said, he declined to accept the suggested arrangement.


said, that under the circumstances he should think it his duty to move that the Bill be read a second time that day six months.


said, he thought the noble and learned Lord opposite would act more wisely if he would either consent to suspend proceeding with the Bill after the second reading, until the result of the Committee's deliberations was made known, or else agree to an adjournment of the debate.


suggested that the Bill, when it had been read a second time, might be referred to the Select Committee.

Amendment moved, to leave out ("now,") and add at the end of the Motion (" this day six months.")—(The Lord Chancellor.)

On Question, Whether (" now ") shall stand part of the Motion?

Their Lordships divided:—Contents 31; Not-Contents 41: Majority 10.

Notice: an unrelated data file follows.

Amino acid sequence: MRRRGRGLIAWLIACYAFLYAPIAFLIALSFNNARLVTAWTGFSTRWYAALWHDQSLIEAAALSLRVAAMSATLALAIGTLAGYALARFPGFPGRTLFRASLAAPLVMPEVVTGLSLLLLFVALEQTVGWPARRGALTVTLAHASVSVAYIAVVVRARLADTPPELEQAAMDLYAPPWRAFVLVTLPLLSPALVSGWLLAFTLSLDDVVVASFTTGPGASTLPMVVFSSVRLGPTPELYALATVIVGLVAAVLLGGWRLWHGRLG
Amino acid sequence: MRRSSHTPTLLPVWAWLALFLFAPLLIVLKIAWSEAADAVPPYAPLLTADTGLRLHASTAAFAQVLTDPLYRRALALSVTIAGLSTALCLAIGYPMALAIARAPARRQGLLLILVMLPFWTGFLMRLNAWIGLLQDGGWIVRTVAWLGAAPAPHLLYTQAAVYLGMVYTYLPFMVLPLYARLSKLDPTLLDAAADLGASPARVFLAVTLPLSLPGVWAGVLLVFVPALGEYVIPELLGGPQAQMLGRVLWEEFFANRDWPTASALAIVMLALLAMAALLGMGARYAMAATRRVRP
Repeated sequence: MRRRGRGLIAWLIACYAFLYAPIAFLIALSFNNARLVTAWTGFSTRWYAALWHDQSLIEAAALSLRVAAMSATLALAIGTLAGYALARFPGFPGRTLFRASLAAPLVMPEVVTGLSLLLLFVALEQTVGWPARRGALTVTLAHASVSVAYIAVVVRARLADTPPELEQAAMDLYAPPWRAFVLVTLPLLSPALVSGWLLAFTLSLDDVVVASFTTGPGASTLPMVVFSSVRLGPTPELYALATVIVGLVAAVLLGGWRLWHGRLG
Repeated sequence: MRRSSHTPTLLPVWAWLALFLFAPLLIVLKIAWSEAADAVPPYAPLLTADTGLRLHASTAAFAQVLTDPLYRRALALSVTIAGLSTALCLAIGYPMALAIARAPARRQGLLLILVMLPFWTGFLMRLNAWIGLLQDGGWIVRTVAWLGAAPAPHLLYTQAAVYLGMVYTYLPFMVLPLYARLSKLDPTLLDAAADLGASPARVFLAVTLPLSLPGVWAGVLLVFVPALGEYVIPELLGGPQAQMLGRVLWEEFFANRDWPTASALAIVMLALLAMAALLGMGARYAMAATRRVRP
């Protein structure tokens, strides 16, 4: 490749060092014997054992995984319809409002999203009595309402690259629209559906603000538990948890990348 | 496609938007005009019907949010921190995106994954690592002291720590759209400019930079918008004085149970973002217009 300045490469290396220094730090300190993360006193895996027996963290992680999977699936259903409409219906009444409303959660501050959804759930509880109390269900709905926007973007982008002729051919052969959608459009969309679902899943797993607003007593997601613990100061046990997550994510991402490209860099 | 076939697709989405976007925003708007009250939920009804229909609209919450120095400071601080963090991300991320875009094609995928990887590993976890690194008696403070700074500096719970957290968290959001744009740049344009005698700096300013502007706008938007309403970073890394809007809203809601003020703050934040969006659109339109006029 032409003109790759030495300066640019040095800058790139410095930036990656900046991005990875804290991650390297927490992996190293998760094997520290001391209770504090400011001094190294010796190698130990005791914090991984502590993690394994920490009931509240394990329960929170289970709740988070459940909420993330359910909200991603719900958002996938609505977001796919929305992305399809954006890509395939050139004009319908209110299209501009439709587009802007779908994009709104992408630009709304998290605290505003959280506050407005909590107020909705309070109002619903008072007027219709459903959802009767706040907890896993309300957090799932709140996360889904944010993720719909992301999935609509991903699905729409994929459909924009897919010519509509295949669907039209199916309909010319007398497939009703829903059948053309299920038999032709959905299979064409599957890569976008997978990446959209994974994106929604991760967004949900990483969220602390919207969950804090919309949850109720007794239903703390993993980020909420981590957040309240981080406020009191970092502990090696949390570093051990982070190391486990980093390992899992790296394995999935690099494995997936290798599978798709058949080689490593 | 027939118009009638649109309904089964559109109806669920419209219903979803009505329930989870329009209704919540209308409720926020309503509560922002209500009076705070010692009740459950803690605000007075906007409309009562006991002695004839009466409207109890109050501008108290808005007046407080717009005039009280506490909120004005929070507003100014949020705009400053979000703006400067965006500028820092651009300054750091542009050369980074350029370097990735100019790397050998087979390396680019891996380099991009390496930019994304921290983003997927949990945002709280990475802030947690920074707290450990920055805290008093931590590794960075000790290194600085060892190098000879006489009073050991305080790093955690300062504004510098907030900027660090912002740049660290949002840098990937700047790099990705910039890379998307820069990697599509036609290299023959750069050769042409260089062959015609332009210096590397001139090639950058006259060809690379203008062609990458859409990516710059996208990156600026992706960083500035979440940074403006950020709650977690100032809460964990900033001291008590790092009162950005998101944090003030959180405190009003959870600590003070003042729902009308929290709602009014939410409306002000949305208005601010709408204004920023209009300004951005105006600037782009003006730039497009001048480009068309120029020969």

Ripon, M. Hobhouse, L. [Teller.]
Kinnaird, L.
Dundonald, E. Lingen, L.
Kimberley, E. Lyttelton, L.
Northbrook, E. Meldrum, L. (M. Huntly.)
Spencer, E.
Stafford, E. Monkswell, L.
Northbourne, L.
Gordon, V. (E. Aberdeen.) Ponsonby, L. (E. Bess-borough.)
Oxenbridge, V. Revelstoke, L.
Rosebery, L. (E. Rosebery.)
Brassey, L.
Clifford of Chudleigh, L. Sandhurst, L
Stratheden and Campbell, L.
de Vesci, L. (V. de Vesci.) Sudeley, L. [Teller.]
Dormer, L, Thring, L.
Fitz Gerald, L. Thurlow, L.
Herschell, L. Vernon, L.
Hillingdon, L.
Halsbury, L. (L. Chancellor.) Sidmouth, V.
Cranbrook, V. (L. President.) Armstrong, L.
Balfour of Burley, L.
Cadogan, E. (L. Privy Seal.) Basing, L.
Brodrick, L. (V. Midleton.)
Bedford, D. Clements, L. (E. Leitrim.)
Richmond, D.
Colchester, L.
Abergavenny, M. de Ros, L.
Bath, M. Elphinstone, L.
Salisbury, M. Foxford, L. (E. Limerick.) [Teller.]
Mount-Edgcumbe, E. (L. Steward.) Hylton, L.
Kenry, L. (E. Bunraven and Mount-Earl.)
Bathurst, E.
Beauchamp, E.
Brownlow, E. Kintore, L. (E. Kintore.) [Teller.]
Doncaster, E. (D. Buccleuch and Queens-berry.) Knutsford, L.
Lyveden, L.
Gainsborough, E. Macnaghten, L.
Harrowby, E. Norton, L.
Milltown, E. Wemyss, L. (E. Wemyss.)
Onslow, E.
Rosslyn, E. Wigan, L. (E. Crawford and Balcarres.)
Stanhope, E.
Waldegrave, E. Zouche of Haryng-worth, L.

Cross, V.

Resolved in the negative.

Bill to be read 2a on this day six months.